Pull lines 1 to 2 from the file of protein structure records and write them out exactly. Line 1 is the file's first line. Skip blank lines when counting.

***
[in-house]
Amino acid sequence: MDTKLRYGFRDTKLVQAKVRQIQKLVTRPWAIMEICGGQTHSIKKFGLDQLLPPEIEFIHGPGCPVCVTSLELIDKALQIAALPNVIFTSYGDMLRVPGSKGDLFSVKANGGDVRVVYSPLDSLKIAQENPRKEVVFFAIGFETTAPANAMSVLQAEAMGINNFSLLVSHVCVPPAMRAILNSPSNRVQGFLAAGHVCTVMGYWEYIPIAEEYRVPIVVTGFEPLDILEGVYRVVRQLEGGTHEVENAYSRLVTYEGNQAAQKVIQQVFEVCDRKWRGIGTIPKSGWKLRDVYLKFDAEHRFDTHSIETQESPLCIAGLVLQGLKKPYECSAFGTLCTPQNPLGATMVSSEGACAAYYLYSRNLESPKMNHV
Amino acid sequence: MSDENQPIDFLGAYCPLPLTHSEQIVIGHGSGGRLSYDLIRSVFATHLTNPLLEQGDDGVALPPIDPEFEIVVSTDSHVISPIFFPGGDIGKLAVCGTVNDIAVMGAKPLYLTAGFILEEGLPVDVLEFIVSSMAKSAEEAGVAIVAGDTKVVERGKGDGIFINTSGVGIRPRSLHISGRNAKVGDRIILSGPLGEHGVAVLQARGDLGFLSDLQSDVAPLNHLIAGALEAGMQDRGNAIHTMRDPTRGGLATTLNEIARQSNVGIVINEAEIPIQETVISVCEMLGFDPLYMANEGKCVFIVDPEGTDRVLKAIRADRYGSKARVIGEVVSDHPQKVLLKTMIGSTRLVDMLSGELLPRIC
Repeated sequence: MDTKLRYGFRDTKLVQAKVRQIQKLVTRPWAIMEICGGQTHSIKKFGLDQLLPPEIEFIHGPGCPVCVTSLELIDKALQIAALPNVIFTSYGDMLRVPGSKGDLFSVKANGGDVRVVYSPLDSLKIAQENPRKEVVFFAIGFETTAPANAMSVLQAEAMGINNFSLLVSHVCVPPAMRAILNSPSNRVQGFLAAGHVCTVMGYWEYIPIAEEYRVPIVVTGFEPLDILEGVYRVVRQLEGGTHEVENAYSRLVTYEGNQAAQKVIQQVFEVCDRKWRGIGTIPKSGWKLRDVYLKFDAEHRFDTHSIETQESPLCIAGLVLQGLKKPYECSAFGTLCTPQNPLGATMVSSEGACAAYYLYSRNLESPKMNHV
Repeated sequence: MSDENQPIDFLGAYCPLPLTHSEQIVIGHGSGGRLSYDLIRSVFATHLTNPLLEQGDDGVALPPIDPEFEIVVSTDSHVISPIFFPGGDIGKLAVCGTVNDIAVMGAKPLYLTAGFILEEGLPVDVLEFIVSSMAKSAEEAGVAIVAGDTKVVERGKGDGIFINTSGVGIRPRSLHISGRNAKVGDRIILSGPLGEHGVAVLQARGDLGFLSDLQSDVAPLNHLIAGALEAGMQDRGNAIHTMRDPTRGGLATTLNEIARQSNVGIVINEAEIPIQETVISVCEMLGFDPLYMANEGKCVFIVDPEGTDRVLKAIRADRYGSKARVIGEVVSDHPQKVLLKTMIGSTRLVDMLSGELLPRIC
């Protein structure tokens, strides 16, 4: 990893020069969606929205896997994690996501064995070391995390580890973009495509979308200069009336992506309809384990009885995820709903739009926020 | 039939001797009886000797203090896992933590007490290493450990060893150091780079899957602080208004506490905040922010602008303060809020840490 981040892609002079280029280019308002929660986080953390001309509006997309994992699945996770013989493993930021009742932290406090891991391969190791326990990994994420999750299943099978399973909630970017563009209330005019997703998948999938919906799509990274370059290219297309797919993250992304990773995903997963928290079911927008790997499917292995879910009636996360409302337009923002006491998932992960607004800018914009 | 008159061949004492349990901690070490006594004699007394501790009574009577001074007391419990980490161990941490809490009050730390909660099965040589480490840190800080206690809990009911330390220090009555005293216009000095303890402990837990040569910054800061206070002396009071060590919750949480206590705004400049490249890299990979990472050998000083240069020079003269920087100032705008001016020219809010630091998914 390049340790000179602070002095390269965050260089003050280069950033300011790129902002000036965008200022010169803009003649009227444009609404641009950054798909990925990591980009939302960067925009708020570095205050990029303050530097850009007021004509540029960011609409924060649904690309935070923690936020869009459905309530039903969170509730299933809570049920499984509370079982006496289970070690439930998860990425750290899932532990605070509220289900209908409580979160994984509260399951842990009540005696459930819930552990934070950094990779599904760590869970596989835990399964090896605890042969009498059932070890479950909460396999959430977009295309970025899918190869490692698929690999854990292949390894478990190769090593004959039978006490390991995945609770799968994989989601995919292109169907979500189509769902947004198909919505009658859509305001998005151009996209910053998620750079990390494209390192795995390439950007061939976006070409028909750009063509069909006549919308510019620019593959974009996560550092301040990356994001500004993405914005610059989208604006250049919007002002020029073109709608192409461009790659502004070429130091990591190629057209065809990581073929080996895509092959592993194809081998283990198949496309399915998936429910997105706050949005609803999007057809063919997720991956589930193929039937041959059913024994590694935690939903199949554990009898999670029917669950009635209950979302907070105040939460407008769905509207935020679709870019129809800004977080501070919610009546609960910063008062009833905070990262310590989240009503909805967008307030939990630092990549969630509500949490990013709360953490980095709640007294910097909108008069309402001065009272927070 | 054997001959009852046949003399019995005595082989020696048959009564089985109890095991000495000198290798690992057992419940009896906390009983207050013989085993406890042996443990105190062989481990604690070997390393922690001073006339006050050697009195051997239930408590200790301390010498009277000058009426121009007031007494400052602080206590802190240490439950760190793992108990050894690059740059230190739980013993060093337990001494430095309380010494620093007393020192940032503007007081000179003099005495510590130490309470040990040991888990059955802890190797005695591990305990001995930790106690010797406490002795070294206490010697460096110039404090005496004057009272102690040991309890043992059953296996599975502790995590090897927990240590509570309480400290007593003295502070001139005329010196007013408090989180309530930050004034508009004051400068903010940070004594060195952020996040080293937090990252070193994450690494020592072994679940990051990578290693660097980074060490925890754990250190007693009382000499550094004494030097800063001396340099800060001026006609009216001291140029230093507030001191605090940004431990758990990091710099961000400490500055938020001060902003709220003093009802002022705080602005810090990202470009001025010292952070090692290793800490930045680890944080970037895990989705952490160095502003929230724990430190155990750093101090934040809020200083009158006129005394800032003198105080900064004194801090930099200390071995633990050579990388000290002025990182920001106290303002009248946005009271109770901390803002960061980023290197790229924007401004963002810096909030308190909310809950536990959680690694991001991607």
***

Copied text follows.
[in-house]
Amino acid sequence: MDTKLRYGFRDTKLVQAKVRQIQKLVTRPWAIMEICGGQTHSIKKFGLDQLLPPEIEFIHGPGCPVCVTSLELIDKALQIAALPNVIFTSYGDMLRVPGSKGDLFSVKANGGDVRVVYSPLDSLKIAQENPRKEVVFFAIGFETTAPANAMSVLQAEAMGINNFSLLVSHVCVPPAMRAILNSPSNRVQGFLAAGHVCTVMGYWEYIPIAEEYRVPIVVTGFEPLDILEGVYRVVRQLEGGTHEVENAYSRLVTYEGNQAAQKVIQQVFEVCDRKWRGIGTIPKSGWKLRDVYLKFDAEHRFDTHSIETQESPLCIAGLVLQGLKKPYECSAFGTLCTPQNPLGATMVSSEGACAAYYLYSRNLESPKMNHV